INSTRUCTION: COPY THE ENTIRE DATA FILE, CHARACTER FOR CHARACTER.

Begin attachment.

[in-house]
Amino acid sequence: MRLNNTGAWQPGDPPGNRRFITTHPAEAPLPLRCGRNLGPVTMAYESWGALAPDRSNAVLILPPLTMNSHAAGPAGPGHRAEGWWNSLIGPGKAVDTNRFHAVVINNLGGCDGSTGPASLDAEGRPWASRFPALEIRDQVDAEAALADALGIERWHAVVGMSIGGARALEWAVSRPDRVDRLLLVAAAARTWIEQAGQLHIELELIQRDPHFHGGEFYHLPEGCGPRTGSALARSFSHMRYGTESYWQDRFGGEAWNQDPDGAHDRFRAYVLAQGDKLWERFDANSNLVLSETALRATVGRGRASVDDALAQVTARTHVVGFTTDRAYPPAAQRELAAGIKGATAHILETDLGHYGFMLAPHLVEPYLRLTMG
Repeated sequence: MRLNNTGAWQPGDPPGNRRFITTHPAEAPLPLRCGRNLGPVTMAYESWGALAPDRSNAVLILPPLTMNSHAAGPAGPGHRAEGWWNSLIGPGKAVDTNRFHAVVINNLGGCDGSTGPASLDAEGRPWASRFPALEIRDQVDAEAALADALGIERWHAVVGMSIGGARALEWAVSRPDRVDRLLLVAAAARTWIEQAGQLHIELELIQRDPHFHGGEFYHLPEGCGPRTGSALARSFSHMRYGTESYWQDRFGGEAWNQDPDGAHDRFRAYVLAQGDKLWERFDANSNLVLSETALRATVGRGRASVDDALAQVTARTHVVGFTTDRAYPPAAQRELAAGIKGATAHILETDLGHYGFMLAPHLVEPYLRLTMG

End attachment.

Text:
[in-house]
Amino acid sequence: MRLNNTGAWQPGDPPGNRRFITTHPAEAPLPLRCGRNLGPVTMAYESWGALAPDRSNAVLILPPLTMNSHAAGPAGPGHRAEGWWNSLIGPGKAVDTNRFHAVVINNLGGCDGSTGPASLDAEGRPWASRFPALEIRDQVDAEAALADALGIERWHAVVGMSIGGARALEWAVSRPDRVDRLLLVAAAARTWIEQAGQLHIELELIQRDPHFHGGEFYHLPEGCGPRTGSALARSFSHMRYGTESYWQDRFGGEAWNQDPDGAHDRFRAYVLAQGDKLWERFDANSNLVLSETALRATVGRGRASVDDALAQVTARTHVVGFTTDRAYPPAAQRELAAGIKGATAHILETDLGHYGFMLAPHLVEPYLRLTMG
Repeated sequence: MRLNNTGAWQPGDPPGNRRFITTHPAEAPLPLRCGRNLGPVTMAYESWGALAPDRSNAVLILPPLTMNSHAAGPAGPGHRAEGWWNSLIGPGKAVDTNRFHAVVINNLGGCDGSTGPASLDAEGRPWASRFPALEIRDQVDAEAALADALGIERWHAVVGMSIGGARALEWAVSRPDRVDRLLLVAAAARTWIEQAGQLHIELELIQRDPHFHGGEFYHLPEGCGPRTGSALARSFSHMRYGTESYWQDRFGGEAWNQDPDGAHDRFRAYVLAQGDKLWERFDANSNLVLSETALRATVGRGRASVDDALAQVTARTHVVGFTTDRAYPPAAQRELAAGIKGATAHILETDLGHYGFMLAPHLVEPYLRLTMG